You know how there are some things in life that you really only need to do once and not feel compelled to ever do them again? Wisdom teeth removal, home perms, and puberty all come to mind here. However, other things that might seem like “one-and-done” issues actually bear repeating. For example, how often should you review your estate documents? We recommend every 2-to-3 years and sooner if you have a significant life event such as marriage, birth of child, loss of spouse, disability in the family, or you inherited a boat-load of money! What should you be looking for? Can you do this without professional help? I’m so glad you asked!
With the myriad of legal documents in a complete estate plan, you may be intimidated to even start the process. Let’s see if we can simplify this for you so you’re more comfortable with what to check. We will address  your financial and health decision-makers, and  who gets your stuff when you die.
Your health and financial “agents.” An agent is someone who can legally act on your behalf when you are unable to do so.
- Pull out your Power of Attorney. Who is your agent? It may have been your older sister, but as you have aged, so has she. Might there be some mental capacity issues now or in the foreseeable future (setting aside your lifelong assertion that she was a little nutty)? It might be prudent to find a younger person. Also, review the successor agents to see if they are still the ones you want in the event that your primary agent is unable or doesn’t want to serve.
- Same goes for your Health Care Directive. Review your health care agents, who’s in first position, their backup, etc.? Do the people you’ve designated still meet your desires?
- Will and/or Revocable Living Trust. You know the drill now – do you have the right people listed? If you have a Revocable Living Trust, you are probably the current trustee, and here you want to look for the successor. Check the people, check the order . . . all according to your desires?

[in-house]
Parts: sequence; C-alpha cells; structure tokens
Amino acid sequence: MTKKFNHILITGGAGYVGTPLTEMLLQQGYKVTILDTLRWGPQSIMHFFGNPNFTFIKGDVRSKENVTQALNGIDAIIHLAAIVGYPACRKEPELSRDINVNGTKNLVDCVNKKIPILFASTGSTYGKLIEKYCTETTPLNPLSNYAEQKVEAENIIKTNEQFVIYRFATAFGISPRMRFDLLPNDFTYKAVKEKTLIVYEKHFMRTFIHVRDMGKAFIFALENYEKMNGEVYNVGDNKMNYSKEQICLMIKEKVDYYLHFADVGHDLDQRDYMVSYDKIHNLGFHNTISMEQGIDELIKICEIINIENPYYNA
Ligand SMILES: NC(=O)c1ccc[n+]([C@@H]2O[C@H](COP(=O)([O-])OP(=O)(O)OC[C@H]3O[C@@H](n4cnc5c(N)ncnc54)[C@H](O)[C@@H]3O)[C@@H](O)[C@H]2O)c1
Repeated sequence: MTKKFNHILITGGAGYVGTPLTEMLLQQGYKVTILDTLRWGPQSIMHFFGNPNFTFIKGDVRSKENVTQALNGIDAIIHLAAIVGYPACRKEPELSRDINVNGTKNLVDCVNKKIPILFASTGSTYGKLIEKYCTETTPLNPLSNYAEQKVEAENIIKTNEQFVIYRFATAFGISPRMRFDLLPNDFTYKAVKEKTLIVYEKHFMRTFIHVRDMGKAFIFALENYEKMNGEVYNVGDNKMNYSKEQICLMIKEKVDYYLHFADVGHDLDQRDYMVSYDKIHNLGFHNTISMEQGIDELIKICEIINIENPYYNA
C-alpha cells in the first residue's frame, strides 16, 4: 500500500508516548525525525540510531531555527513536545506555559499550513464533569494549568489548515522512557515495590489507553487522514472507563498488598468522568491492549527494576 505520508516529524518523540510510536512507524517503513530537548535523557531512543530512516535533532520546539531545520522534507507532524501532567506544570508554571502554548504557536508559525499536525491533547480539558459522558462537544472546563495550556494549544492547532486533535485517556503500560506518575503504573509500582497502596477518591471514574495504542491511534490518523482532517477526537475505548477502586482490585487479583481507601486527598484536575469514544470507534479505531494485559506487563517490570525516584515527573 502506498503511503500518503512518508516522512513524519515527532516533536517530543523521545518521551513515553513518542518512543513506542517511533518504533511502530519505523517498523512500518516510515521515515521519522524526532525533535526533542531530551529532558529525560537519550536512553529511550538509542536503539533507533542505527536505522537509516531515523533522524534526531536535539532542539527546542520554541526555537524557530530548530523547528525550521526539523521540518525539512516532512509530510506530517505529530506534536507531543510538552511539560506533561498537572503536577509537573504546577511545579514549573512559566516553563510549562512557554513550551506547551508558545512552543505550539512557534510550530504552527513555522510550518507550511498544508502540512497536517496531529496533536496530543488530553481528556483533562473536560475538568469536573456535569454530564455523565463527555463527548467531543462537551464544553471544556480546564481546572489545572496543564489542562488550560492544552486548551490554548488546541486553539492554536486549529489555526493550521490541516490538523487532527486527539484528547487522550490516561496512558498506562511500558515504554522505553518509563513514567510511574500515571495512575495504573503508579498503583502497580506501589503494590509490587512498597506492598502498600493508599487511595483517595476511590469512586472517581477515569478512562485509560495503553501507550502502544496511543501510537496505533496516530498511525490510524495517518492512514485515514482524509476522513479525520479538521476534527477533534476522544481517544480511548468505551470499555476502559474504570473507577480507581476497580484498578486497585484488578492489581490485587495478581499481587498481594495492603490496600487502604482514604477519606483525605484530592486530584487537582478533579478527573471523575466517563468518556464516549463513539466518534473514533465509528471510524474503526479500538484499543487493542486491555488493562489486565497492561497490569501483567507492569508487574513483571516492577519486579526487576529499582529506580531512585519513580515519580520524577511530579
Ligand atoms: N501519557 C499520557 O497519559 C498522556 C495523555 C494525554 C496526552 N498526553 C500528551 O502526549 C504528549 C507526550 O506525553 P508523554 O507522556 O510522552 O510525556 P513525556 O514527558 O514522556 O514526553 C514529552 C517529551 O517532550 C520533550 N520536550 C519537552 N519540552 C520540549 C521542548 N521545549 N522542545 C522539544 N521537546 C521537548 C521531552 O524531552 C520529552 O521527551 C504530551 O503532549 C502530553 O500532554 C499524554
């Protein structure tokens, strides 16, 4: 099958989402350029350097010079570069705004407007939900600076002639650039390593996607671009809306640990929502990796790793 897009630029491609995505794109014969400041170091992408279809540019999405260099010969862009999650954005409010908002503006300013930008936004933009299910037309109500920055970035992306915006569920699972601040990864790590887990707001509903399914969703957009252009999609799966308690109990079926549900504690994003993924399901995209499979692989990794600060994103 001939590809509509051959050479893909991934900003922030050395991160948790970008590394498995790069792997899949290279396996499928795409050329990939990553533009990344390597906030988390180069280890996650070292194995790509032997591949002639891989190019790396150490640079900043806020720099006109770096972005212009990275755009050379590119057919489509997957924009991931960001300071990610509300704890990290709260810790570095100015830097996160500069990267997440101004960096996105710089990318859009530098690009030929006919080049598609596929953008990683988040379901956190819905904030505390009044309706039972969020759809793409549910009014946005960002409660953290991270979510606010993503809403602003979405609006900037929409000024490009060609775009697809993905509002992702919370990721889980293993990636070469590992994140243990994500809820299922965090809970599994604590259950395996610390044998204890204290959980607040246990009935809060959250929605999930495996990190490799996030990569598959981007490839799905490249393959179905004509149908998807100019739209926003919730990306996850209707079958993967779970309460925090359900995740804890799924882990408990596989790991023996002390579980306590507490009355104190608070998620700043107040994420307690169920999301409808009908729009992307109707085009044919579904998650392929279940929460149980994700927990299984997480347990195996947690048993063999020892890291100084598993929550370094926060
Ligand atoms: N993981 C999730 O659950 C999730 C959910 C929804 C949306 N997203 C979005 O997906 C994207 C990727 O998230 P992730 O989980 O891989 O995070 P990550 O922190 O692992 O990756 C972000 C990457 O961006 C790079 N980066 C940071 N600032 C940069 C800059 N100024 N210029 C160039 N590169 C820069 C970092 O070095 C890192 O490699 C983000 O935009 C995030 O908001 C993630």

How about your heirs? They are listed in your Will and/or your Revocable Living Trust. If you have a Trust, look here first. If you don’t have a Trust, then go to your Will.
- Single or widowed. Check the “upon death” article in your Will or Trust. After payment of debts and funeral expenses, who will inherit your assets? Children? Other relatives? Maybe some to charities? Does this still fit your wishes? Are there issues with any of your heirs such as substance abuse or maybe legal problems with any of the charities?
- Married couple. Look to see what happens when the first spouse dies. Everything goes to your spouse? Or maybe you fund a trust with your share of the assets with income going to your spouse but protecting the principal for your children. For issues related to heirs upon the death of the surviving spouse, see “single or widowed” above.
Check your IRA, 401(k), annuity, and life insurance beneficiaries. This is a very important step in your estate plan review. These are not controlled by your Will or Trust. For these documents, the asset goes directly to the named beneficiary.
Go ahead, pull out your estate documents. Over your morning coffee or tea or maybe your evening glass of wine, open them up to check the “agents” and check the heirs you’ve designated to see if anything needs updating.
If that’s still too intimidating, schedule an appointment with your financial planner who will be able to guide you through the documents to see if your existing plan meets your needs and explore if changes need to be made. If you decide to make changes, it’s time to make an appointment with your attorney.
If you would like to review your estate documents with a team member at Inspired Financial, we are here to help. We are not attorneys and do not practice law, but we can guide your estate planning process and if you want to make changes, we are happy to coordinate that with your attorney.
Now that that’s done, we’ve been meaning to talk with you about that home perm…
“I’m a problem solver and pride myself on my ability to recognize tax nuances, evaluate complicated estate and tax planning issues and provide sensible easy-to-understand solutions that fit each unique client situation. 95% of financial planning has tax implications, and most wealth management firms do not have the estate and tax horsepower that we have at Inspired Financial.”